Themes & Imagery in Death of a Salesman

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      The play Death of a Salesman was a thumping success at Broadway. Undoubtedly, the play consisted of themes and Imagery that had a mass appeal. The play got a variety of interpretations. The reaction of scholars and drama-critics was a mixed one. They have explained painstakingly why it is or is not a great play, or a genuine tragedy.

      Regarding its essential theme, different explanations have been forwarded. Some regard it as communist propaganda denouncing capitalism in all its muck and sooty filth, while others view it as a sympathetic study of the problems of big business. Some have interpreted it in exclusively Freudian terms and have attributed to its author, rigid psychological theories. A Catholic view of the play regards it as warning of the meaninglessness and futility of life in a society where religion has been thrown to dogs.

      Miller rejects the validity of any of these interpretations as his intention one after the other.

Essential conflict between public image and the real personality

      So it is for us to deduce the essential theme of the play. We should take care to see that our vision is not partial. The essential theme in Death of a Salesman appears to be the one that recurs in Miller’s plays. It is the relationship between man’s identity as an individual and the image that society demands of him. The playwright, in the process of the play shows us, how we are the cause of disappointment to those we love, by disappointing our own selves. He depicts the torment of family tensions, the compensations that friendship provides, and the heart-break that accompanies, hurt ego and lost confidence. He is aware of loyalties, not blind but open-eyed, that are needed to support lonely mortals. The playwright displays his insight into and his dexterity at, the depiction of an anatomy of failure, the pathos of age, and the tragedy of those years when life is on its descent from the hill, it has labored to climb. Miller has really excelled himself in dealing with these subjects.

The play grew out of the images

      According to Miller, “the play grew from simple images.” A key to the underlying theme of the play is given by Miller’s description of the images from which the play grew in his mind:

1. A little frame house in a street of little frame houses, which had once been born loud with the noise of growing boys, and then was empty and silent, and finally occupied by strangers—strangers who could not know with what conquistadorial joy Willy and his boys had once reshingled the roof. Now it was quiet in the house, and the wrong people in the beds.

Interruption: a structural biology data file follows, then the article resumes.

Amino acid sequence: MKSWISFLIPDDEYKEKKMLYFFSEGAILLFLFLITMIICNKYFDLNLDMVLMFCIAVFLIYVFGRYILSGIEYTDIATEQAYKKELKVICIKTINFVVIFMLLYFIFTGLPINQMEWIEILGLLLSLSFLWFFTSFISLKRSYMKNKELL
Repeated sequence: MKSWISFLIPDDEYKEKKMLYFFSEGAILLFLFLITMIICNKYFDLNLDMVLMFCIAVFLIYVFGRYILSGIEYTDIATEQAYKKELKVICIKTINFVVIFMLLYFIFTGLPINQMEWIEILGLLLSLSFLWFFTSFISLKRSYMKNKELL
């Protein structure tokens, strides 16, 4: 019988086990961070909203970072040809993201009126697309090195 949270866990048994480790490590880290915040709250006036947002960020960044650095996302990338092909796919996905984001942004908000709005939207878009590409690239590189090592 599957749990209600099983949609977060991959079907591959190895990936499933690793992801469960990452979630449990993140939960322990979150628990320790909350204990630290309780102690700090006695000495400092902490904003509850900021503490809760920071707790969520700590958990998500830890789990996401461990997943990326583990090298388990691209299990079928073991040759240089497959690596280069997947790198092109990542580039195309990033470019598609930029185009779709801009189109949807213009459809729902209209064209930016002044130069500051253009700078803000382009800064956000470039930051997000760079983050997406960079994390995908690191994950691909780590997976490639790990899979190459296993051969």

2. It grew from images of futility—the cavernous Sunday afternoons polishing the car. Where is that car now? And the chamois clothes carefully washed and put up to dry, where are the chamois clothes ?

      And the endless, convoluted discussions, wonderments, arguments, belittlements, encouragements, fiery resolutions, abdications, returns, partings, voyages out and voyages back, tremendous opportunities and small, squeaking denouements—and all in the kitchen now occupied by strangers who cannot hear what the walls are saying.

3. The images of aging and so many of your friends already gone and strangers in the seats of the mighty who do not know you or your triumphs on your incredible value.

4. The image of the sons hard public eye upon you, no longer swept by the myth, no longer rousable from the separateness, no longer knowing you have lived for him and have wept for him.

5. The image of ferocity when love has turned to something else and yet is there, is somewhere in the room if one could only find it.

6. The image of people turning into strangers who only evaluate one another.

7. Above all, perhaps, the images of a need greater than hunger or sex or thirst, a need to leave a thumb-print somewhere on the world. A need for immortality, and by admitting it, the knowing that one has carefully inscribed one’s name on a cake of ice on a hot July day.

      So far, none of these images, applies particularly to the American dream, to capitalism or salesmanship. These are concerned, instead with human life and what Time does to our youthful hopes and expectations from it. Disillusionment and a sense of futility will be intenser and more weakening in a man who recognizes himself to be a failure. This recognition is bound to be staggering where the failure is assessed in figures—in the world of business. Now the author starts adding up images which are applicable to Willy.

8. The image of suicide so mixed in motive as to be unfathomable yet demanding statement. Revenge was in it and a power of love, a victory in that it would bequeath a fortune to the living, and a flight from emptiness. With it an image of peace at the final curtain, the peace that is between wars, the peace leaving the issues above ground and viable yet.

9. And always, throughout, the image of private man in a world full of strangers, a world that is not home nor even an open battleground but only galaxies of high promise over a fear of falling.


      So we see, that the themes and images in the play are complementary to teach other—both fade away into non-existence without the other. A proper comprehensive appraisal of Miller’s technical dexterity makes the wary reader realize that the themes and images enhance each other. Both are made for each other.

University Questions

Themes and Images in Death of a Salesman
Critical Comments on the Themes of
Death of a Salesman
Death of a Salesman—Its Subject Matter

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